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Police chief 'very proud' of transformation in service

Published 01/04/2016

Chief Constable George Hamilton attends the 100th graduation ceremony with 47 new police officers joining the service
Chief Constable George Hamilton attends the 100th graduation ceremony with 47 new police officers joining the service

Northern Ireland's police chief has said he takes heart from the huge numbers applying to become officers against the backdrop of the threat posed by dissident republicans.

George Hamilton hailed the latest batch of recruits to pass through training as the Police Service of Northern Ireland (PSNI) reached the milestone of its 100th graduating class since the organisation was formed in 2001.

Mr Hamilton said he would like to see more Catholics join the service in the future but insisted the current 32% representation marked huge progress from the less than 10% in the old Royal Ulster Constabulary (RUC).

"I would like to see if 50%, I would like to see it truly reflective of Northern Ireland society, but I don't see us moving backwards - we will continue to work hard at this," he said.

He also claimed progress in terms of gender balance, noting that of the 47 new officers graduating on Friday, 20 were women.

"Fifteen years on, this organisation has been built and transformed from what it was and I am very proud of that," he said.

As he attended the graduation ceremony at the PSNI college in Garnerville, east Belfast, Mr Hamilton insisted would-be recruits were not being put off by threats posed by violent extremists.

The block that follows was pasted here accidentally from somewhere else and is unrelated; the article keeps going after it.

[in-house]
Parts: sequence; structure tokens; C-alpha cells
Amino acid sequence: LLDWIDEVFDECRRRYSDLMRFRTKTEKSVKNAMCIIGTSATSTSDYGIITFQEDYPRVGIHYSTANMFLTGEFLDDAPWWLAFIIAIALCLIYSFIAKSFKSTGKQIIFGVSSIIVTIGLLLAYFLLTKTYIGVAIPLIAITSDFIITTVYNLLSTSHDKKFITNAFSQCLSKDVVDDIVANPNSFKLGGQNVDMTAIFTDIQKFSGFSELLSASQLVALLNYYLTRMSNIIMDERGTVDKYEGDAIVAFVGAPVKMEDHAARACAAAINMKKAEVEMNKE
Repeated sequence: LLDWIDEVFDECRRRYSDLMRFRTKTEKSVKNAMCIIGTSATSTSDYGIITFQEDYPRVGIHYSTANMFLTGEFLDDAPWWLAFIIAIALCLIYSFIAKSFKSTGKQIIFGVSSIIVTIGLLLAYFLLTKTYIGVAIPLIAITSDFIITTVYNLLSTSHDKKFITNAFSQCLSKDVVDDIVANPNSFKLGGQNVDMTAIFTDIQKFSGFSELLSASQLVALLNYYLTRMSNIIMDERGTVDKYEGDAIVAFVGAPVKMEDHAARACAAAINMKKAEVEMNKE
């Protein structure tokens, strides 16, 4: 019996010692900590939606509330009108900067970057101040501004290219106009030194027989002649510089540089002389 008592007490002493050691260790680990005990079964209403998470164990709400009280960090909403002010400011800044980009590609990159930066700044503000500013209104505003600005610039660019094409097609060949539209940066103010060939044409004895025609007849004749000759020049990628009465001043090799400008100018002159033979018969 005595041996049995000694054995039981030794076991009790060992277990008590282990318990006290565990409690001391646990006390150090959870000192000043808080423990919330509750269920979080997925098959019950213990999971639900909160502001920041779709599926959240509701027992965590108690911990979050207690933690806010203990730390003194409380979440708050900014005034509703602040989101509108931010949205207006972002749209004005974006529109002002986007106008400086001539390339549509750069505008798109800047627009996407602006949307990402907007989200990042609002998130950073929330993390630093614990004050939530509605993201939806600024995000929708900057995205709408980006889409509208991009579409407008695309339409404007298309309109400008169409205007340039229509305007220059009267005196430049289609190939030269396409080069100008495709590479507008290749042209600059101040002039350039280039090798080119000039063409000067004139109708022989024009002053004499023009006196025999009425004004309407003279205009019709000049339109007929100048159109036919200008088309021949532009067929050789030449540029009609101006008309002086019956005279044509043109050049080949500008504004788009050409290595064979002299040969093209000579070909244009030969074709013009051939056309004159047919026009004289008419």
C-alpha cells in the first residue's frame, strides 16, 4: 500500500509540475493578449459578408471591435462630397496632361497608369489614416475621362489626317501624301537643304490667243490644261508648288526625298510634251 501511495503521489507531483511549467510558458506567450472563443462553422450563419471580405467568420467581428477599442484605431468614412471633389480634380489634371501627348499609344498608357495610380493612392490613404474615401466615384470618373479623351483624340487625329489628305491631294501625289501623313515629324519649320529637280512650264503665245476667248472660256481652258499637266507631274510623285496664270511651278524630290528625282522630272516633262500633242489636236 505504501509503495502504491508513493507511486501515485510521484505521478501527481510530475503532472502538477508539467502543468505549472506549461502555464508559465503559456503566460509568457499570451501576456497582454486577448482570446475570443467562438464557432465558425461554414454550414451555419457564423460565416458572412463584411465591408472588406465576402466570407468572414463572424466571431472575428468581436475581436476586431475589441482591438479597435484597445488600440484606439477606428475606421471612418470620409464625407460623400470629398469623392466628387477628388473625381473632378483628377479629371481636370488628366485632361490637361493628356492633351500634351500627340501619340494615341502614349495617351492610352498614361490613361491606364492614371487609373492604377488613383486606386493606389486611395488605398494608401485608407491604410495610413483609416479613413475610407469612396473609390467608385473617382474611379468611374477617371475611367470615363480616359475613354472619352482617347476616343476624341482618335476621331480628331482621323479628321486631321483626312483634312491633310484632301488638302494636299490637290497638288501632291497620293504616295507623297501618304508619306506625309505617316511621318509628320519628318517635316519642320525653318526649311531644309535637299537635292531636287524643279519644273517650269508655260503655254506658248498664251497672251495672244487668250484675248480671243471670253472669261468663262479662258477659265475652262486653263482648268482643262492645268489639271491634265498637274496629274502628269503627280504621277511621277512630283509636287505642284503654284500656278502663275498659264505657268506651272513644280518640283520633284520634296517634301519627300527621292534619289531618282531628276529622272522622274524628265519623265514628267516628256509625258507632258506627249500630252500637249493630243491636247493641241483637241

The police has characterised the threat against members of the security forces in Northern Ireland as the "upper end of severe". Meanwhile, in recent days, one officer's personal details were posted on-line by loyalists angry at the police's handling of a parading disturbance in south Belfast.

Mr Hamilton expressed confidence recruitment was not being impacted by fringe elements committing "mad and unacceptable" acts.

"Every time we advertise we get close to 5,000 people applying for what's generally between 200 and 400 jobs, so the labour market is such that people across Northern Ireland are willing to put themselves forward to serve their communities and I take heart from that," he said.

He added: "I take great heart from the courage the bravery and dedication of PSNI officers who every day put on a uniform and go out to keep people safe - that's what we are about and that's what we get a buzz out of and I am really proud that we are able to do that."

Anne Connolly, chair of the PSNI's oversight body, the NI Policing Board, said there was no difficulty attracting people to the PSNI.

"We get numerous applications, we can't cope with all of the people that want to come in - that's a really good sign," she said.

The graduating student officers entered the police training college in October and have completed five months intensive training.

The officers will now complete a probationary period for two years during which time they will be mentored for one year.

Since the inception of the PSNI there have been a total of 4,576 officers who have graduated.

The first squad of PSNI officers graduated at Garnerville on April 5 2002.

Stormont Justice Minister David Ford congratulated the 100th class.

"I warmly congratulate those student officers who have successfully completed their training," he said.

"This is the beginning of what I trust will be a long and rewarding career in the Police Service of Northern Ireland, with the opportunity to make a real difference to the people they serve.

"Policing is a profession which offers many rewards and the role of a police officer is one in which the public places a high level of trust. It is also a role with many expectations and demands, but with the satisfaction of knowing that each contribution matters. I wish the new officers every success in the future."

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